UPDATE: Literally seconds after writing this, Evan Drellich reports that Astros sources are refuting this. Stay tuned for more info.
UPDATE II: Passan comes back to say that deal is close, but not done. Both sides think it can get hammered out at five years plus two options.
Sources: Astros, 3B Matt Dominguez closing in on five-year contract extension worth around $17M with two club options for ~$8M and ~$10M.— Jeff Passan (@JeffPassan) March 20, 2014
Passan goes on to tweet out the following:
Astros continuing trend of giving players guaranteed money in hopes of striking big with under-market deals. Risk with Dominguez is bat.— Jeff Passan (@JeffPassan) March 20, 2014
Dare I say that Bob Grossman may be looking for some...insurance?
Okay. Back to the topic at hand. The Dominguez extension is fascinating. The 23-year old is nearly as young as teammate Jose Altuve, who signed a four-year, $12.5 million deal last summer. Dominguez has hit .248/.290/.410 in 750 career plate appearances, but broke out to hit .241/.286/.403 last season with 21 home runs in 589 plate appearances.
Well, that doesn't look like a breakout, but combine his power with his excellent defense at third base and Dominguez seems to be a value for a little more than $3 million a year. As a reference, the only viable starting third baseman who signed last winter was Juan Uribe, who got $7.5 million a year.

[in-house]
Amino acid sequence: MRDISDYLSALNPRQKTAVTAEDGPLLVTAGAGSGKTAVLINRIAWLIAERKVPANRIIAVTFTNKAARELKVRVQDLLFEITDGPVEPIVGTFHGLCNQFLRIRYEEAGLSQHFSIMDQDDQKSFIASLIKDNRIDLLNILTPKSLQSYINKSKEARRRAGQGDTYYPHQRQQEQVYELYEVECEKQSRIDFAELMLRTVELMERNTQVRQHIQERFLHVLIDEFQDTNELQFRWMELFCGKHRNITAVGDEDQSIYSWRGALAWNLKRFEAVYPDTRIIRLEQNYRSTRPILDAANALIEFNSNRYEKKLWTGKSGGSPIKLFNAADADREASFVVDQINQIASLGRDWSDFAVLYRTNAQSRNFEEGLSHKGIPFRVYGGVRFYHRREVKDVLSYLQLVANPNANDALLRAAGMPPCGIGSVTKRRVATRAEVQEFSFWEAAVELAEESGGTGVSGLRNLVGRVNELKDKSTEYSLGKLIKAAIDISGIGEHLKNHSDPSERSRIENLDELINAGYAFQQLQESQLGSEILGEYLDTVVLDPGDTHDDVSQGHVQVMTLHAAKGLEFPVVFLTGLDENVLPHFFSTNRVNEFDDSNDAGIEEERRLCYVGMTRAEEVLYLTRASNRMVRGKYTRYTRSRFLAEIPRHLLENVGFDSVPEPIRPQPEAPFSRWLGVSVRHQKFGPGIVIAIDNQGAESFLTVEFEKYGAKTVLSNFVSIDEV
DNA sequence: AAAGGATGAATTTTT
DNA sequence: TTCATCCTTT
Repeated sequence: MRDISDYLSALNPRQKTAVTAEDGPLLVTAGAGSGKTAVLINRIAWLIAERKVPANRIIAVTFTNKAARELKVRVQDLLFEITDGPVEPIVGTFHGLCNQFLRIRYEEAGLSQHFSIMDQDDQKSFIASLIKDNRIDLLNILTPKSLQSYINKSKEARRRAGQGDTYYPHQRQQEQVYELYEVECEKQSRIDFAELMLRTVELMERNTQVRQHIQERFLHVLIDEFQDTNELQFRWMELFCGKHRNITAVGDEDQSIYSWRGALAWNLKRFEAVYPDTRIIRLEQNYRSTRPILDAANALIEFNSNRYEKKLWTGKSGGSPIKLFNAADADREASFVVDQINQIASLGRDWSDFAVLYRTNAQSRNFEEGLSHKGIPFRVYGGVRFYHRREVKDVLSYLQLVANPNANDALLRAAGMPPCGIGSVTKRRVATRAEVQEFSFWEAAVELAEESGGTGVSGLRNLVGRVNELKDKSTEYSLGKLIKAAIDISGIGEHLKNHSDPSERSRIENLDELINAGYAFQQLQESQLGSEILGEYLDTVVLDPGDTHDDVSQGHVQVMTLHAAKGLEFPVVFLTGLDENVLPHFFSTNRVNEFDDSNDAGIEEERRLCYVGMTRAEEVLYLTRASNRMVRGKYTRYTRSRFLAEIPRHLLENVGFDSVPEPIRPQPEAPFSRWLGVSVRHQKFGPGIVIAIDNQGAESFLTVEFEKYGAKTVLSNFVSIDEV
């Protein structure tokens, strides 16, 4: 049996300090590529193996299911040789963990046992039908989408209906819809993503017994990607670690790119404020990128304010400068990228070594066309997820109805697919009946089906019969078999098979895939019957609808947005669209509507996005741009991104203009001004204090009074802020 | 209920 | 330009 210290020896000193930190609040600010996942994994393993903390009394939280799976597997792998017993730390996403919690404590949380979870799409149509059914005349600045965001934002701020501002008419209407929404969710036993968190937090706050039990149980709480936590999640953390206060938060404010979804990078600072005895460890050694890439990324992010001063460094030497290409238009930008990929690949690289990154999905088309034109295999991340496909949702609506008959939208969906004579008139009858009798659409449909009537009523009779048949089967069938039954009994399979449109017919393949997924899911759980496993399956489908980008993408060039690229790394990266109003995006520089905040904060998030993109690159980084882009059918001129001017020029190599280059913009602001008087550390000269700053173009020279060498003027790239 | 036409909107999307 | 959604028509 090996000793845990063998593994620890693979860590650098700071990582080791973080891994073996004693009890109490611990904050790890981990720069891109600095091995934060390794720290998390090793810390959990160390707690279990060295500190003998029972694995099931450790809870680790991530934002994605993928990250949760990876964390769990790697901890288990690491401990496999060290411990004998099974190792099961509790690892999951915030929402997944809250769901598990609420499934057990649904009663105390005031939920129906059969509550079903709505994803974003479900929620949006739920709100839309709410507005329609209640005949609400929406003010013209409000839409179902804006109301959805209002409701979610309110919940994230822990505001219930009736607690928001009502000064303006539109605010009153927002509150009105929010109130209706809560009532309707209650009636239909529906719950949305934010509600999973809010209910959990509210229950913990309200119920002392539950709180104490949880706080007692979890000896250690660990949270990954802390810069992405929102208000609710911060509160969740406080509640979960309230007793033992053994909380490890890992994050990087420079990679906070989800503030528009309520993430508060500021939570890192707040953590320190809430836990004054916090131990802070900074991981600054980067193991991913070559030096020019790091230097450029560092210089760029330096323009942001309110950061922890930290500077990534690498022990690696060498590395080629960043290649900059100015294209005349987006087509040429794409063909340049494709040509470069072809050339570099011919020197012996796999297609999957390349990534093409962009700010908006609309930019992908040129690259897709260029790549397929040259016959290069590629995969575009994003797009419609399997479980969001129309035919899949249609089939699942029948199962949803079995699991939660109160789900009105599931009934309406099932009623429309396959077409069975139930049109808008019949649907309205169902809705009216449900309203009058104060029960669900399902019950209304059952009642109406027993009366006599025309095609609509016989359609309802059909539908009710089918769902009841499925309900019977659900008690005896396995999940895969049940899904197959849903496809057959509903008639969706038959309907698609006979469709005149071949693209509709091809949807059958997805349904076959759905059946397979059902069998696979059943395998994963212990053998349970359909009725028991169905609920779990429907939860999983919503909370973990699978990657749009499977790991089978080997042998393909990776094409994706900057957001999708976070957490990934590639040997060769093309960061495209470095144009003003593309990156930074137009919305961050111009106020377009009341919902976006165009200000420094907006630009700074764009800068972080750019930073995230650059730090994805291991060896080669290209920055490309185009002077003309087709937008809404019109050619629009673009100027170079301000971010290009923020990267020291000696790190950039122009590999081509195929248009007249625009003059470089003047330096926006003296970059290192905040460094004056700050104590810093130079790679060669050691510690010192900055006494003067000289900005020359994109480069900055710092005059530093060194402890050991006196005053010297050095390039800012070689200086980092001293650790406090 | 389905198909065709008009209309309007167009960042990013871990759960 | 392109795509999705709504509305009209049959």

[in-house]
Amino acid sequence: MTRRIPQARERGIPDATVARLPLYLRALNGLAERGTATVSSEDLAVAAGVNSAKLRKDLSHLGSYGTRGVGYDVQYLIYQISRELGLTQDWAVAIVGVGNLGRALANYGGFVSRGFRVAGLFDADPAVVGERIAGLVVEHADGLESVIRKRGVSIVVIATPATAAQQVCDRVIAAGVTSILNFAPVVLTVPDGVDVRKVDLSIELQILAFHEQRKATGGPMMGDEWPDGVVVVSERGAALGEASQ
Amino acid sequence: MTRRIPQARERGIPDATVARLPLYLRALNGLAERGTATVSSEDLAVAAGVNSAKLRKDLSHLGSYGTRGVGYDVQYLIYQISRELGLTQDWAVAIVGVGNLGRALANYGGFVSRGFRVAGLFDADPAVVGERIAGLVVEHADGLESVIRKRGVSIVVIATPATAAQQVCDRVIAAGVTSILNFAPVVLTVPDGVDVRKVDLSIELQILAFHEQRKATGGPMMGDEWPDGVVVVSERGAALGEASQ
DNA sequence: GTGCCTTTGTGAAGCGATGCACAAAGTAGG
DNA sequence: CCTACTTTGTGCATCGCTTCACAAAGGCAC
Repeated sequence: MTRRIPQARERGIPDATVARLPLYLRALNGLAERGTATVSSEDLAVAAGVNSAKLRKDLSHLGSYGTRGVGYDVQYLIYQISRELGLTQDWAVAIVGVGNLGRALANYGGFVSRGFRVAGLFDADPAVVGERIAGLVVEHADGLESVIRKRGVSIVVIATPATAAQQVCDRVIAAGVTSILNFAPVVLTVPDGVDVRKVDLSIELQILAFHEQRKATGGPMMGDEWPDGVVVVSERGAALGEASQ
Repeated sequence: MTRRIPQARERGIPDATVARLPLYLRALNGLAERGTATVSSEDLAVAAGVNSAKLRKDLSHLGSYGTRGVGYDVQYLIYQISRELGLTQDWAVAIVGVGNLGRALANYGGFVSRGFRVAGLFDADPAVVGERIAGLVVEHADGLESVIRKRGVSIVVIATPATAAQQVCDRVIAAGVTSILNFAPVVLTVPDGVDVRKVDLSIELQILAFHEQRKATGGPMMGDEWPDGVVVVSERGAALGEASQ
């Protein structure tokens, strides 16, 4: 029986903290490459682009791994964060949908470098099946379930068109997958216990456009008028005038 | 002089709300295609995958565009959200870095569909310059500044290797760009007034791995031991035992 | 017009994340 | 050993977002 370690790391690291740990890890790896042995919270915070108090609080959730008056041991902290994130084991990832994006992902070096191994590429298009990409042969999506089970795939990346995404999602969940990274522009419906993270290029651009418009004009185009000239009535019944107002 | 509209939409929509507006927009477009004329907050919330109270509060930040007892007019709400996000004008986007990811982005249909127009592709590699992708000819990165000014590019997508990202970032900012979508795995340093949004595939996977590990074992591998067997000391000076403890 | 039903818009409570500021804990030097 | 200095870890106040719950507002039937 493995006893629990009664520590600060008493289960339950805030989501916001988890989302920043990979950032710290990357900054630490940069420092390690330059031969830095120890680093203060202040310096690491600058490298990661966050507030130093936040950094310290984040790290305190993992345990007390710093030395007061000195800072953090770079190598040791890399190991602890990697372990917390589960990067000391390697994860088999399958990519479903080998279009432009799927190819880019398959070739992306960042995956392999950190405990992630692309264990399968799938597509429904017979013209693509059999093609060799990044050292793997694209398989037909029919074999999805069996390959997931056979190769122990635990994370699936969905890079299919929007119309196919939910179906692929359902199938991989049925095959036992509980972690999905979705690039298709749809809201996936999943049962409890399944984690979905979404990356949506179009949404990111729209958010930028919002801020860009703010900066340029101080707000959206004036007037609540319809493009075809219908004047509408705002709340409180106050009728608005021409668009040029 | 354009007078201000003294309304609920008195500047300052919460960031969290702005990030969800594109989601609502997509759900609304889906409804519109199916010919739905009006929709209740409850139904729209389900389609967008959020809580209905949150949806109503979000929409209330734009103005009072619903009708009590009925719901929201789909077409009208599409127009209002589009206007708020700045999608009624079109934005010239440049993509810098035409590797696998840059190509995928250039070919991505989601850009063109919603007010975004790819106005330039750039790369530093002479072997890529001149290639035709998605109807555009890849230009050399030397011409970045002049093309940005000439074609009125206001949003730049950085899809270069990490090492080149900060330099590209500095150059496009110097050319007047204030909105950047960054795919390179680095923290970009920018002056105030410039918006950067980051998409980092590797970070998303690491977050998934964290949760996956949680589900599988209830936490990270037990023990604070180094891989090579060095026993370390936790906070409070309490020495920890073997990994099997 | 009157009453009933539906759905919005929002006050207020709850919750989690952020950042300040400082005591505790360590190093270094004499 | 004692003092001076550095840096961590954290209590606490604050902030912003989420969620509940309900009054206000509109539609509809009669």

The other interesting thing is who they also chose to engage about long-term deals. I'm a huge Bob Grossman fan, but it's nice to see the team believes in him enough to talk about an extension. He'll break out this season and it'll be nice to see.
We sort of knew about Castro being approached this winter, but he joins the list of guys the Astros hope to lock up. A potential wrench in the plan? What the Braves did this winter, locking up Andrelton Simmons and Freddie Freeman for ludicrous prices.
That set the market, for better or for worse, that the rest of the league will have to deal with. You better believe Springer's agents have those deals as templates for his next deal, as will Jon Singleton's agents and Carlos Correa's agents. For a while, it will be very, very expensive to lock up young players.
In that sense, Houston got a deal with Dominguez. They're betting his bat will go the path of Ken Caminiti, who hit .247/.304/.348 in his first five seasons in the big leagues, but then hit .293/.368/.495 over the next five.
What do you think? Encouraging Houston is spending money? Sad they couldn't have done this with Springer too?